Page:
WESTFIELD, NJ — Filling vacancies in the downtown, upgrading aging recreational fields and taxes were key among the topics the candidates discussed at the forum attended by over 200 people Monday.

The one topic all the candidates appeared to agree on was the importance of the now-closed Westfield Rialto Theatre in the downtown.

“I don’t accept that question,” said Third Ward Democratic candidate Jennifer Gilman when asked what the Rialto should be if it could not resume showing films. “Because to me, The Rialto not existing in this town is not an option.”

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Gilman said litigation in which the theater has found itself embroiled must first be resolved. “It’s an important landmark in our town, and we need to protect it,” she added.

Gilman’s opponent, incumbent Republican Mark LoGrippo, said he would like to see the Rialto as an arts center or become a combination of residential and commercial development.

“I do understand how difficult it is for the Rialto to maintain business,” LoGrippo said.

Scott Katz, the Fourth Ward Democratic candidate, described change at the theater as an chance to improve the experience it offers.

“It’s such a great opportunity to bring the community together, for us to have the potential for live music, to have some better food there, for us to have a performing arts center for some of the performers in town, it would really be incredible,” Katz said.

Katz’s opponent, incumbent Republican Doug Stokes, noted that no matter what the local government desires, the theater’s owners have the right to do what they wish with their property.

“To save the Rialto as it is, we need to find out a way to do that. That means talking with the owners — as the mayor has done — but we need to understand the owners can make their own decision,” Stokes said.

Robert Benacchio, the First Ward Republican candidate, said he sees a theater in Clinton that was turned into a performing arts center as a model for what The Rialto could become.

“I say let’s do it all. Let’s get the arts in,” Benacchio said. “Let’s get the kids in. Let’s keep the screens.”

Jim Boyes, who faces Benacchio in the First Ward race, said he hopes the owners have seen by the public’s reaction to The Rialto’s sudden closure what an important part of the downtown the theater is. He also pointed to the benefit of theaters offering more luxury.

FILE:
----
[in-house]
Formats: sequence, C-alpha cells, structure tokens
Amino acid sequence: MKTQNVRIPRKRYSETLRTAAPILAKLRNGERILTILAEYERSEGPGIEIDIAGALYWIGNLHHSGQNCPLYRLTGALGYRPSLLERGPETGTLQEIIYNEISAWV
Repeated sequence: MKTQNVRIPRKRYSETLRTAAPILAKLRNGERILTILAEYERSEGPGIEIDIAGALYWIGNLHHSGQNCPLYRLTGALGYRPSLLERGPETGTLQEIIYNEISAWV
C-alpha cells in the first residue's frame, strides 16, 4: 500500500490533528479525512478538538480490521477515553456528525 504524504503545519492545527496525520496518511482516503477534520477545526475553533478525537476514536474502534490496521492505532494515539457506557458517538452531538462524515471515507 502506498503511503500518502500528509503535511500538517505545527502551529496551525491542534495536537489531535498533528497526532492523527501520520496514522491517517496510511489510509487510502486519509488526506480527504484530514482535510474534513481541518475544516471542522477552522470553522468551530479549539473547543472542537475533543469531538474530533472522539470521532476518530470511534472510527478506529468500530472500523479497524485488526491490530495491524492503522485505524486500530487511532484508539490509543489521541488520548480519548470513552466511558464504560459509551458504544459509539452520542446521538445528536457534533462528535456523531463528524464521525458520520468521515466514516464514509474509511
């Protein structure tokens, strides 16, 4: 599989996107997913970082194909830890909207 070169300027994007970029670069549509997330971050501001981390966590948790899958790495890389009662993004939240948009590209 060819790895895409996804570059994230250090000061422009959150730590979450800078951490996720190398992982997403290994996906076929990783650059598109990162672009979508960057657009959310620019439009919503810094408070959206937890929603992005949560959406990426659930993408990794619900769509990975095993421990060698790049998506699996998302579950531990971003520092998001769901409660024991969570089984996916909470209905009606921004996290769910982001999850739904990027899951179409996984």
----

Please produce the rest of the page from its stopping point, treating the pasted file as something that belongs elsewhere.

“People do tend to like a more kind of plushier experience,” Boyes said.

Democratic candidate Mark Parmelee noted the candidates’ agreement on the topic of saving the Rialto and pointed to the mayor’s anticipated establishment of an investment advisory board to work with the owners and the town to identify a path forward.

Parking is also key to any downtown venture, Parmelee said. “It’s a three-fold issue,” he said. “Parking involves commuters, employees and shoppers.”

Parmelee’s opponent in the Second Ward — Republican Richard Bodmer — has made the closure of the Rialto a central point of his campaign, establishing the Facebook page Save the Rialto.

Bodmer did not attend the debate due to a prior work commitment, a spokeswoman for his party had said. And although the Westfield Leader, which organized the forum, offered to allow a statement be read on his behalf, Bodmer’s party declined to read one.

While Parmelee did not address his opponent’s attendance at the forum directly, he did note that he himself has been present campaigning in his ward.

“Showing up is definitely not all of life, but it certainly counts for a lot and I’ve been showing up at a lot of doorsteps in Ward 2,” Parmelee said.

In talk of taxes, candidates discussed getting more return from Union County while tightening up internal fiscal practices. The owner of a Westfield home assessed at the average home value is anticipated to pay $17,087.96 in property taxes, marking an increase of $173.96 over last year.

With a significant portion of those taxes going to Union County, both Republican and Democratic candidates discussed getting more from Union County, including through grant applications.

LoGrippo paused his discussion of taxes to address what he perceived as a reaction from Mayor Shelley Brindle in the audience.

“Excuse me mayor. Are you making a face at me? … That’s kind of rude, honestly,” LoGrippo said. From the audience, it was not immediately clear what prompted LoGrippo’s response.

The brief interaction, however, contrasted with the calm nature of the forum at the outset of which the moderator had asked candidates to refrain from personal attacks. In only one instance did the timekeeper have to cut off a candidate; that occurred during Stokes’ discussion of public finance.

Later, when responding to a question about recreational field space, Katz suggested alternatives for finding more field space, pointing to North Bergen, in Hudson County, as a model.

“They’re putting fields on top of buildings,” Katz said, then added: “Maybe there are other ways we can go about finding field time.”

Gilman, who is the only woman running in this year’s race for council, noted the gender imbalance.

“You only need to look around this panel to see that I bring a different perspective,” she said, eliciting laughter from the audience. “… And when Mayor Brindle first asked me to run, I paused because I realized what a huge commitment being on Town Council is, but I realized the most worthwhile things are the hardest things.”

Email Staff Writer Matt Kadosh at mkadosh@tapinto.net; Follow him on Twitter: @MattKadosh

See the full forum here:

Email Staff Writer Matt Kadosh at mkadosh@tapinto.net; Follow him on Twitter: @MattKadosh

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